Library and archives

The Museum's Egyptian and Sudanese collections, among the most important of their kind in the world, are underpinned by the library of the Department of Egypt and Sudan, which ranks among the top five libraries for Egyptology worldwide.

The departmental library has been in existence since around 1860. Its stock enables research into all aspects of Ancient Egyptian and Sudanese cultures (prehistoric, pharaonic, Hellenistic, Roman and Late Antique Egypt and the contemporary eras in Nubia). The collection comprises 25,000 library items, the oldest of which was published in 1636.

The oldest book in the collection, published in 1636

The library has a particularly strong collection of older material (including journals going back to the nineteenth century), museum and exhibition catalogues (around 2,400 items), auction catalogues, and the Nubia and Sudan section. Special collections include the Rare Book Collection, Pamphlet Collection and the Roxie Walker Collection (books on Bioarchaeology). The library also houses over 200 runs of journals, of which 80 are current.

The departmental library is a non-lending library. It is used primarily by British Museum staff, participants of the International Training Programme, and students, scholars and international researchers who are working on the department's collection of objects. It is also accessible to those who are seriously researching the Ancient Egyptian and Sudanese cultures.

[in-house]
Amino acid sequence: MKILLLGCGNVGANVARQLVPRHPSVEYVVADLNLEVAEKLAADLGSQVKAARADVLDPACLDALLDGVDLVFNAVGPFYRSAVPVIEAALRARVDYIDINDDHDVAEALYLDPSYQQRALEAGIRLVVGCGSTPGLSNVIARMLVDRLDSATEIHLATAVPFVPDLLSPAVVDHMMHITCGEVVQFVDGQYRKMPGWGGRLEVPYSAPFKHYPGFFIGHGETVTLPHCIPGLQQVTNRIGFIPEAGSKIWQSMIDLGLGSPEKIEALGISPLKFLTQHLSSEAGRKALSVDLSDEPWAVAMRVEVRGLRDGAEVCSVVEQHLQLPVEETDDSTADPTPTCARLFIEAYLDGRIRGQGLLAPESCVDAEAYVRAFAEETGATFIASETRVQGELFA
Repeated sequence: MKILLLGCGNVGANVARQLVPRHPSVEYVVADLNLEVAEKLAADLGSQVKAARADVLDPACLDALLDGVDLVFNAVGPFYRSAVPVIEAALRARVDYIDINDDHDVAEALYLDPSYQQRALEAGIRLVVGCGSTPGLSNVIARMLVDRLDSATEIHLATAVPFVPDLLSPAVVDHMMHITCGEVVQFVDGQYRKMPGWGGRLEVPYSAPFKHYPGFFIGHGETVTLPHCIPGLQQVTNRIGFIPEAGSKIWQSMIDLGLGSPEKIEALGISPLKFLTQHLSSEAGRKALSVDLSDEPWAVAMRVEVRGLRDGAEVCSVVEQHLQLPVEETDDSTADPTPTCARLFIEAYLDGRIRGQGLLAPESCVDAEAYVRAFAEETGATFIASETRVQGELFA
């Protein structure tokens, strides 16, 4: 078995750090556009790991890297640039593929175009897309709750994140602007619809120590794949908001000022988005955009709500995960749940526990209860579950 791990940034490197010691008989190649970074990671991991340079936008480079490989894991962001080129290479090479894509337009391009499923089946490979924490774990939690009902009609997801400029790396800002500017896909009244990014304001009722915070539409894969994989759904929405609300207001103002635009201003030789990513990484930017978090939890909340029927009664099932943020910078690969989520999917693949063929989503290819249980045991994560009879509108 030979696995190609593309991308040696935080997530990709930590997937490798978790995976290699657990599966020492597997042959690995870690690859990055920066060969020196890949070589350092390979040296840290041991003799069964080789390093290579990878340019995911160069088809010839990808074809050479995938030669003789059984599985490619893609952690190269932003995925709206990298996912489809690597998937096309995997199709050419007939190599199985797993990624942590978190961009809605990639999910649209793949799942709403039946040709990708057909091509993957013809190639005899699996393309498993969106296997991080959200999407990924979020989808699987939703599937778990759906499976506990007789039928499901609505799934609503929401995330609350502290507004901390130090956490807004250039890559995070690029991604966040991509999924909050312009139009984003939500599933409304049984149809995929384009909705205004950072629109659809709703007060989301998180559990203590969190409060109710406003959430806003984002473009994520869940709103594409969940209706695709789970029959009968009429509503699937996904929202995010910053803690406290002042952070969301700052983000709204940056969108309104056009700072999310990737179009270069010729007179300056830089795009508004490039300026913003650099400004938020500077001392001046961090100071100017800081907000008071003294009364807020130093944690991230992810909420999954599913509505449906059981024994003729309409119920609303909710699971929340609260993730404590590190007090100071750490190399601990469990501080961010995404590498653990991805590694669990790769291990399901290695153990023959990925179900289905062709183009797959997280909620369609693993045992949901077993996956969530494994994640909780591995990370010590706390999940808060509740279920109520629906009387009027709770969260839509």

Appointments should be made through the librarian.

Since its move in 2001 the library has been accommodated in the Study room, which is the dynamic heart of the department and an integral part of its public-service provision.

The generous support of the library by Ahmed and Ann el-Mokadem is gratefully acknowledged.


  • Researchers in the Department of Ancient Egypt and Sudan Study Room.
  • The oldest book in the collection, Athanasius Kircher's Prodromus coptus sive aegyptiacus, was published in 1636. It includes the first Coptic grammar published in the West. It is on display in the Enlightenment gallery (Room 1).